Hilary Simmons is the new assistant editor at Books+Publishing. We asked her to share her reading fancies.
What are you reading right now?
I just started reading Various Pets Alive and Dead on the commute to work this morning (Marina Lewycka, Fig Tree). She’s the one who wrote A Short History of Tractors in Ukrainian (Penguin). I’m hooked already—she has this brilliant ability to combine farce, irony and compassion.
What book do you always recommend?
Under the Skin by Michel Faber (Canongate). I know nothing about the film adaptation with Scarlett Johansson—although I’m planning on checking it out—but the book is excellent.
What book are you most looking forward to?
Helen Garner’s new nonfiction book, This House of Grief (Text). I think Garner does nonfiction best; I can vividly recall reading Joe Cinque’s Consolation (Picador) for the first time. Also, the new short-story collection by Margaret Atwood that’s out in a couple of months and Dress, Memory by Lorelei Vashti (A&U).
What book made you wonder what all the fuss was about?
My Sister’s Keeper by Jodi Picoult (A&U), who always writes the same parental-trauma-porn where whatever the worst case scenario you can conceive of for a family comes to pass. Or The Kite Runner (Khaled Hosseini, Bloomsbury)—that was a story that held me right up until the end when everything got tied up in an infuriatingly neat package which felt like it was pre-destined for Hollywood.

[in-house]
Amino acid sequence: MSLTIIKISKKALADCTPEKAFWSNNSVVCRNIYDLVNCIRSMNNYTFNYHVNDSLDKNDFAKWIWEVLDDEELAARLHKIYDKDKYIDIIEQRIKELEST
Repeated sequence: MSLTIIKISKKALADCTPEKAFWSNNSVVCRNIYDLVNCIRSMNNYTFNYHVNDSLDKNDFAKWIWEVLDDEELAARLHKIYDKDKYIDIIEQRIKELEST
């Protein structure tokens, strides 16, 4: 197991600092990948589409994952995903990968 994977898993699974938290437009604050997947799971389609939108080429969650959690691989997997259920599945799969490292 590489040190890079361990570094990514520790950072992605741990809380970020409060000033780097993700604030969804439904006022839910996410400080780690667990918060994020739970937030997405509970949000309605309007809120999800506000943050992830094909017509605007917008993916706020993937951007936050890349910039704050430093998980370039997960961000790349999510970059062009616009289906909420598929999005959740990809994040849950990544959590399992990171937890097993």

What’s the best book you’ve read that no-one’s ever heard of?
This Is How by M J Hyland (Text). I wouldn’t go so far as to say no one’s ever heard of it as she’s got a cult following, but she deserves a wider readership. It’s a masterful study in claustrophobia, loneliness and possibly madness—but you can’t quite tell.
Obligatory desert island question—which book would you want with you?
Birthday Letters by Ted Hughes (Faber).
Is there a book you’ve bought for the cover?
Victor Hugo’s Les Misérables from the Penguin Clothbound Classics series, designed by Coralie Bickford-Smith. It’s all inky blue binding and entwined red birds.
Hardback, paperback or digital?
Paperback. Nothing compares to the weight, feel and smell of a real book. I learnt that from years working in a bookshop—you see customers covertly stroke books and sniff their pages. I think ebooks are well-suited to travel because of their transportability and they’re amazing for academic texts or research purposes. But I prefer to have a real book in my hands that I can drop without fear and/or spill coffee on. I never know what to do with the paper jackets from hardback books, so paperback all the way.
If I were a literary character I’d be…
Anna Karenina crossed with Jo March with a little bit of Nancy Drew thrown in for mystery factor.
The best thing about books is…
They don’t mind when you forget their names.